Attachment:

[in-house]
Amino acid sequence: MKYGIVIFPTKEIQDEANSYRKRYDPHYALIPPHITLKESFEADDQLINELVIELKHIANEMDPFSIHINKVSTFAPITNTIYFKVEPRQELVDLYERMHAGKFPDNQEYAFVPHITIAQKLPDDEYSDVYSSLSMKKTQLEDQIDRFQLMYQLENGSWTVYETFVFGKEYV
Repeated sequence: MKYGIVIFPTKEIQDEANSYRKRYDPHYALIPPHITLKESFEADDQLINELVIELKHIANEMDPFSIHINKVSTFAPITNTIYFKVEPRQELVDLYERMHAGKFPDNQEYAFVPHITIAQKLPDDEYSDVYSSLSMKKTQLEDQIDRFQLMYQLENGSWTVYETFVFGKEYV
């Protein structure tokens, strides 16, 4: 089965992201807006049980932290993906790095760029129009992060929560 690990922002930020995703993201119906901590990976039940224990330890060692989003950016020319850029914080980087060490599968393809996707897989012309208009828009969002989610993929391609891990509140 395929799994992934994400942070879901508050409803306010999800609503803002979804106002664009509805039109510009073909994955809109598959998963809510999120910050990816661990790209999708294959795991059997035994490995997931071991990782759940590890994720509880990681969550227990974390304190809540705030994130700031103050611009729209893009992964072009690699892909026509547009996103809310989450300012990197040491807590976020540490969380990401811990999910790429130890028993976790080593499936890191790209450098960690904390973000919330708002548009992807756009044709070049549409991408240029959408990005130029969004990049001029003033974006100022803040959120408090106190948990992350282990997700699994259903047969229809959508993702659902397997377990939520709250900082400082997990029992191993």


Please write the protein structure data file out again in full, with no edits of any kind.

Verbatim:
[in-house]
Amino acid sequence: MKYGIVIFPTKEIQDEANSYRKRYDPHYALIPPHITLKESFEADDQLINELVIELKHIANEMDPFSIHINKVSTFAPITNTIYFKVEPRQELVDLYERMHAGKFPDNQEYAFVPHITIAQKLPDDEYSDVYSSLSMKKTQLEDQIDRFQLMYQLENGSWTVYETFVFGKEYV
Repeated sequence: MKYGIVIFPTKEIQDEANSYRKRYDPHYALIPPHITLKESFEADDQLINELVIELKHIANEMDPFSIHINKVSTFAPITNTIYFKVEPRQELVDLYERMHAGKFPDNQEYAFVPHITIAQKLPDDEYSDVYSSLSMKKTQLEDQIDRFQLMYQLENGSWTVYETFVFGKEYV
């Protein structure tokens, strides 16, 4: 089965992201807006049980932290993906790095760029129009992060929560 690990922002930020995703993201119906901590990976039940224990330890060692989003950016020319850029914080980087060490599968393809996707897989012309208009828009969002989610993929391609891990509140 395929799994992934994400942070879901508050409803306010999800609503803002979804106002664009509805039109510009073909994955809109598959998963809510999120910050990816661990790209999708294959795991059997035994490995997931071991990782759940590890994720509880990681969550227990974390304190809540705030994130700031103050611009729209893009992964072009690699892909026509547009996103809310989450300012990197040491807590976020540490969380990401811990999910790429130890028993976790080593499936890191790209450098960690904390973000919330708002548009992807756009044709070049549409991408240029959408990005130029969004990049001029003033974006100022803040959120408090106190948990992350282990997700699994259903047969229809959508993702659902397997377990939520709250900082400082997990029992191993």